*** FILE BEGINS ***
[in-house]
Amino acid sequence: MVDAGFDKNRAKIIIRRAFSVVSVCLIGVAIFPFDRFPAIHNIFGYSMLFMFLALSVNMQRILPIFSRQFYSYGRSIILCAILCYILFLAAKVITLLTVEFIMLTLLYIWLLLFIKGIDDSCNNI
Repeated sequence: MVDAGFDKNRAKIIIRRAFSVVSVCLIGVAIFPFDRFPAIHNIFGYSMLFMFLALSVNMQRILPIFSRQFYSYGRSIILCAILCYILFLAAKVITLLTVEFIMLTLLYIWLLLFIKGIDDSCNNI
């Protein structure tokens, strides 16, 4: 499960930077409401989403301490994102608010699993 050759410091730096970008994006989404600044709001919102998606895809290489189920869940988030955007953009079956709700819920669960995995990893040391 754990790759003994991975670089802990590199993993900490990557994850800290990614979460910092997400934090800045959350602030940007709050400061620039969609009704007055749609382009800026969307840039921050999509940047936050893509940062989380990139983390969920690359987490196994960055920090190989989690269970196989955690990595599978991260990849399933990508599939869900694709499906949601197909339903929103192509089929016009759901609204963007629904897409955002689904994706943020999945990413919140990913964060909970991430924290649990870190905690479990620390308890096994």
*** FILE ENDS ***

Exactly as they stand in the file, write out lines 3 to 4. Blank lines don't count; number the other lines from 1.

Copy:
Repeated sequence: MVDAGFDKNRAKIIIRRAFSVVSVCLIGVAIFPFDRFPAIHNIFGYSMLFMFLALSVNMQRILPIFSRQFYSYGRSIILCAILCYILFLAAKVITLLTVEFIMLTLLYIWLLLFIKGIDDSCNNI
């Protein structure tokens, strides 16, 4: 499960930077409401989403301490994102608010699993 050759410091730096970008994006989404600044709001919102998606895809290489189920869940988030955007953009079956709700819920669960995995990893040391 754990790759003994991975670089802990590199993993900490990557994850800290990614979460910092997400934090800045959350602030940007709050400061620039969609009704007055749609382009800026969307840039921050999509940047936050893509940062989380990139983390969920690359987490196994960055920090190989989690269970196989955690990595599978991260990849399933990508599939869900694709499906949601197909339903929103192509089929016009759901609204963007629904897409955002689904994706943020999945990413919140990913964060909970991430924290649990870190905690479990620390308890096994």